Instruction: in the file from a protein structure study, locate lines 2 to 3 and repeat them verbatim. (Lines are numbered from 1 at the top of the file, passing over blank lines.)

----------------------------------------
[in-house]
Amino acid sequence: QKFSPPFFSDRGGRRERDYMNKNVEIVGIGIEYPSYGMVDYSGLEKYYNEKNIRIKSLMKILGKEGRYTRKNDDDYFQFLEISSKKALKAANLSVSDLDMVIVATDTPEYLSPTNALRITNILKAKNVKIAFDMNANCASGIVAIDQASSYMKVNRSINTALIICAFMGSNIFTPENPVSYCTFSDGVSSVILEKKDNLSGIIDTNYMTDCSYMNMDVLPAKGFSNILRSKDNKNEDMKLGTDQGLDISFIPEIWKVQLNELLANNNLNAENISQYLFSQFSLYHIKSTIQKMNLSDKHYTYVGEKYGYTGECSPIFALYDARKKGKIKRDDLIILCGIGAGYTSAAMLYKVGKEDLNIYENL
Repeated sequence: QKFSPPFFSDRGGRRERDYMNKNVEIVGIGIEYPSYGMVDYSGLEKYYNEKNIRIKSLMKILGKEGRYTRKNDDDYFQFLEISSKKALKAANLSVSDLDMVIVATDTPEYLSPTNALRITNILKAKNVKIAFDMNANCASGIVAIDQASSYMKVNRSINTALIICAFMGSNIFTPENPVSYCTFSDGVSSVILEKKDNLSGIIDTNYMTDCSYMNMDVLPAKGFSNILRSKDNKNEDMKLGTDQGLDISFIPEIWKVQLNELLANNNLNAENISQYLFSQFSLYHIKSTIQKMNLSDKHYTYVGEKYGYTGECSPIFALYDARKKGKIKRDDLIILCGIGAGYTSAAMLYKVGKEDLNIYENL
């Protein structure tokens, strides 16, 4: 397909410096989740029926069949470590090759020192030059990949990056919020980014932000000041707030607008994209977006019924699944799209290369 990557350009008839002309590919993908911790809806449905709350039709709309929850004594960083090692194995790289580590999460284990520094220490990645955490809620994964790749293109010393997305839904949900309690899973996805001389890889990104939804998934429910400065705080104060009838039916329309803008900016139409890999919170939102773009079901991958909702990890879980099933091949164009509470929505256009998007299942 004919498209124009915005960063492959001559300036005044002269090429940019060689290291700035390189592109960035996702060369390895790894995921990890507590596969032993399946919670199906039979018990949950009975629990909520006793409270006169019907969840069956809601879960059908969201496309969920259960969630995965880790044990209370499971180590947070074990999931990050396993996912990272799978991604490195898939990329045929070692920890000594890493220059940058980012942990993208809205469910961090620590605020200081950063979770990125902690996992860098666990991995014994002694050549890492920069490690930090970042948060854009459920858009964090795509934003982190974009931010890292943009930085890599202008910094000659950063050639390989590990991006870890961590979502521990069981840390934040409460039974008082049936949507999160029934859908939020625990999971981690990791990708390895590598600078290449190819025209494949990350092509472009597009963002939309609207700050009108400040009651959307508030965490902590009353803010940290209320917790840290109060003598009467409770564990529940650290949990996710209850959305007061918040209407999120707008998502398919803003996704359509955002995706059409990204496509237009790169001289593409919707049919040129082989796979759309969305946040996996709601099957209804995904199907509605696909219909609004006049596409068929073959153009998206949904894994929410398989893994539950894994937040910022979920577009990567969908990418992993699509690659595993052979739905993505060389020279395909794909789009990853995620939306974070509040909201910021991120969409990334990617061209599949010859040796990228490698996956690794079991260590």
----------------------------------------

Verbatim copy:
Amino acid sequence: QKFSPPFFSDRGGRRERDYMNKNVEIVGIGIEYPSYGMVDYSGLEKYYNEKNIRIKSLMKILGKEGRYTRKNDDDYFQFLEISSKKALKAANLSVSDLDMVIVATDTPEYLSPTNALRITNILKAKNVKIAFDMNANCASGIVAIDQASSYMKVNRSINTALIICAFMGSNIFTPENPVSYCTFSDGVSSVILEKKDNLSGIIDTNYMTDCSYMNMDVLPAKGFSNILRSKDNKNEDMKLGTDQGLDISFIPEIWKVQLNELLANNNLNAENISQYLFSQFSLYHIKSTIQKMNLSDKHYTYVGEKYGYTGECSPIFALYDARKKGKIKRDDLIILCGIGAGYTSAAMLYKVGKEDLNIYENL
Repeated sequence: QKFSPPFFSDRGGRRERDYMNKNVEIVGIGIEYPSYGMVDYSGLEKYYNEKNIRIKSLMKILGKEGRYTRKNDDDYFQFLEISSKKALKAANLSVSDLDMVIVATDTPEYLSPTNALRITNILKAKNVKIAFDMNANCASGIVAIDQASSYMKVNRSINTALIICAFMGSNIFTPENPVSYCTFSDGVSSVILEKKDNLSGIIDTNYMTDCSYMNMDVLPAKGFSNILRSKDNKNEDMKLGTDQGLDISFIPEIWKVQLNELLANNNLNAENISQYLFSQFSLYHIKSTIQKMNLSDKHYTYVGEKYGYTGECSPIFALYDARKKGKIKRDDLIILCGIGAGYTSAAMLYKVGKEDLNIYENL